Tuesday, October 20, 2009

The Duchess of York and Healthy Kids

Around the year 2002, I was invited to an event promoting healthy eating habits for children. Besides the four scientists who were reporting on the latest research work, Sarah Ferguson, the Duchess of York, was going to give us personal tips on how she is improving the eating habits of her children.

A dietetic intern was doing her elective with me at that time, I invited her. She is Cathy Culleton, an intern at the Medical College of Virginia Hospitals, having completed her BS degree in California. Much as we enjoy research work, the thought of meeting a celebrity was most exciting. And we weren’t disappointed. Sarah was delightful, natural, charming and funny. I asked Cathy to be my guest reporter on this event, leaving you with even more helpful ideas on keeping your children healthy. This is from Cathy:


Sarah Ferguson, The Duchess of York, is the U.S. Spokesperson for Weight Watchers. Weight Watchers, together with scientists from the American Health Foundation, aim to give parents the tools they need to instill healthy eating and fitness habits in children. The Duchess is internationally recognized for her work in helping adults attain healthy lifestyles and it was refreshing to hear her campaign for healthy kids! She was very personable and gave anecdotal stories about her strategies of promoting healthy eating and lifestyle habits with her own children, Beatrice age 12 and Eugenie, age 11.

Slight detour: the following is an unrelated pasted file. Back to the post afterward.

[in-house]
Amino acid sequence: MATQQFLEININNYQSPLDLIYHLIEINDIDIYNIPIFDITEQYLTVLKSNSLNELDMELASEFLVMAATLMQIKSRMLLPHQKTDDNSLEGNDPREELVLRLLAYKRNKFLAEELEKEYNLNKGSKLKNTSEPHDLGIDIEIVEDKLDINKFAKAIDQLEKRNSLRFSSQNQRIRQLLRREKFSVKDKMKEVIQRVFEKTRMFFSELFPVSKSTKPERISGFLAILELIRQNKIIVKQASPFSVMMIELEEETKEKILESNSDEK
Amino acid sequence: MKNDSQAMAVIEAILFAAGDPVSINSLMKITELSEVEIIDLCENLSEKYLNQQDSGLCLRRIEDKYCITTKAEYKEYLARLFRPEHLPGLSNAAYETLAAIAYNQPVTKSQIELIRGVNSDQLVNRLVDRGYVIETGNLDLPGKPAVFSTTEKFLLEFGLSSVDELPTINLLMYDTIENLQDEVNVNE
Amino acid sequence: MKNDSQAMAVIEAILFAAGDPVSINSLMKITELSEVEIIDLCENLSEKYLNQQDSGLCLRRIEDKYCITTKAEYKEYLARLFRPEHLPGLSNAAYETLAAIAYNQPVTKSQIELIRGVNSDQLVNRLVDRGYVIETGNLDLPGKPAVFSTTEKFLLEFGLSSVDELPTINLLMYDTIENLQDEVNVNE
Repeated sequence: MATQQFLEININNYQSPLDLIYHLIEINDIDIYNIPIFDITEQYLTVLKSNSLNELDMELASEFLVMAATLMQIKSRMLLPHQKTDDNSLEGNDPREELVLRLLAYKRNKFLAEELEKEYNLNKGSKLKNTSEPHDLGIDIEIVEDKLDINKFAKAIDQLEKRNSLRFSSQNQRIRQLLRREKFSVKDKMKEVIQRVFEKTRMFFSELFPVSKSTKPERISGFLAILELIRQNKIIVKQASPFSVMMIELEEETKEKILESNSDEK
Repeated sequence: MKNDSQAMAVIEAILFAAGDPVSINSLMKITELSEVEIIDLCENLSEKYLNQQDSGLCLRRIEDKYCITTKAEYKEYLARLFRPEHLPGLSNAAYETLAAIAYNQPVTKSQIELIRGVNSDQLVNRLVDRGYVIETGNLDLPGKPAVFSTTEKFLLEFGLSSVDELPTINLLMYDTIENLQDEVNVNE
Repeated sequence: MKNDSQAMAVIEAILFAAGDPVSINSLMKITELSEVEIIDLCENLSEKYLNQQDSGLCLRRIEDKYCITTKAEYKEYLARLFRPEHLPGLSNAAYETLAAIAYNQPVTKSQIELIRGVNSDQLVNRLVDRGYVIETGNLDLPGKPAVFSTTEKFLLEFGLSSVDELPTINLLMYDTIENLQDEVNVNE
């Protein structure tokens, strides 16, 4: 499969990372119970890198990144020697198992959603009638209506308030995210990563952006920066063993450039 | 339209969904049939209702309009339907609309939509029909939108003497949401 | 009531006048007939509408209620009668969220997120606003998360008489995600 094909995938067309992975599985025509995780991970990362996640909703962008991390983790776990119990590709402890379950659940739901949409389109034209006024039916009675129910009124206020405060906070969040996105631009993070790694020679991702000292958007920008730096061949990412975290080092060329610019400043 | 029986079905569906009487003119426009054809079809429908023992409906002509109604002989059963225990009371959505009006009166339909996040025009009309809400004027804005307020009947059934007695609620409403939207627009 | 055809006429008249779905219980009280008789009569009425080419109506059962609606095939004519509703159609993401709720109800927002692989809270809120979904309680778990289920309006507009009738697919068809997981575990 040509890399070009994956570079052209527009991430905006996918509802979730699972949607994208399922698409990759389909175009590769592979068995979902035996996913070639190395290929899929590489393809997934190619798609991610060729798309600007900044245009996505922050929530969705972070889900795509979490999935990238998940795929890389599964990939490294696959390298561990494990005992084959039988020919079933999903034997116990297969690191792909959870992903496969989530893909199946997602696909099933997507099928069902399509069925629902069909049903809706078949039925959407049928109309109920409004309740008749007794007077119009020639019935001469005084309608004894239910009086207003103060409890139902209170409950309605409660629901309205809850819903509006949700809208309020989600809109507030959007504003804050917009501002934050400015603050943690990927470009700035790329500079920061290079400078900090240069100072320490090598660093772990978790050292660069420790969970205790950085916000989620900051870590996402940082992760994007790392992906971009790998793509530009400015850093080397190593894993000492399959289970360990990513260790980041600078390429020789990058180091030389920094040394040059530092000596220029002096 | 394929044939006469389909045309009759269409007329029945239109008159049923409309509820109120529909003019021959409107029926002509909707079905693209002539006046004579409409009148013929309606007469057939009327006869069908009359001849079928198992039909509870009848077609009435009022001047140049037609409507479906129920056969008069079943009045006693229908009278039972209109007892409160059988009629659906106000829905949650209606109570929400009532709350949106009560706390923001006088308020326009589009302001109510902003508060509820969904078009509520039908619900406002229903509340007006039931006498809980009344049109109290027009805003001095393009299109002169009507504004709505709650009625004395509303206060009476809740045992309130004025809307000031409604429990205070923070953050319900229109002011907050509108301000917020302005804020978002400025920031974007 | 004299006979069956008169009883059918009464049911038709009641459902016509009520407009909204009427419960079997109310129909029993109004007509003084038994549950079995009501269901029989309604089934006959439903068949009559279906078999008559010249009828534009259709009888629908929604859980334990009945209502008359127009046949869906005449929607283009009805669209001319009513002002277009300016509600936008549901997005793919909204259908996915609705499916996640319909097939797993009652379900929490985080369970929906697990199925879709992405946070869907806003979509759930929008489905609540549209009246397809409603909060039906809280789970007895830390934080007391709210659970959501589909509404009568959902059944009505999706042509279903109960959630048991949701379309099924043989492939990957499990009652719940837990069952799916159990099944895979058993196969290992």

Some stories she shared with us:

• She wanted her children to go outside and play, even though it was drizzling (as it often does in England). Her two girls decided to ride on their ponies. As Sarah wanted to participate, but the ponies were too small for her to ride, she she ran beside them, keeping the family active together.

• From Monday to Friday she sets certain rules like “no fizzy drinks or up the broccoli.” Then on weekends, her girls can feel free to make their own choices.

• She also tries to make meal time a pleasant and even imaginative experience. She pretends that broccoli stems in a baked potato are trees on an island.

As a child, The Duchess said she used food for comfort. Now, as a parent she tries to encourage an open line of communication with her children. If one of her girls has had a bad day at school, they talk about it or take a walk through the garden. She said, the parent must “let the child speak.”


In addition to hearing from The Duchess, scientists reviewed the latest trends in this day and age that relate to kids’ eating habits. Kids are consuming more meals away from home, portion sizes have increased, and there is a rapid increase in the variety and availability of food. One of the researchers said that parents are the most important teachers in children’s lives.

The bottom line: we need a family commitment to healthy eating and exercise.




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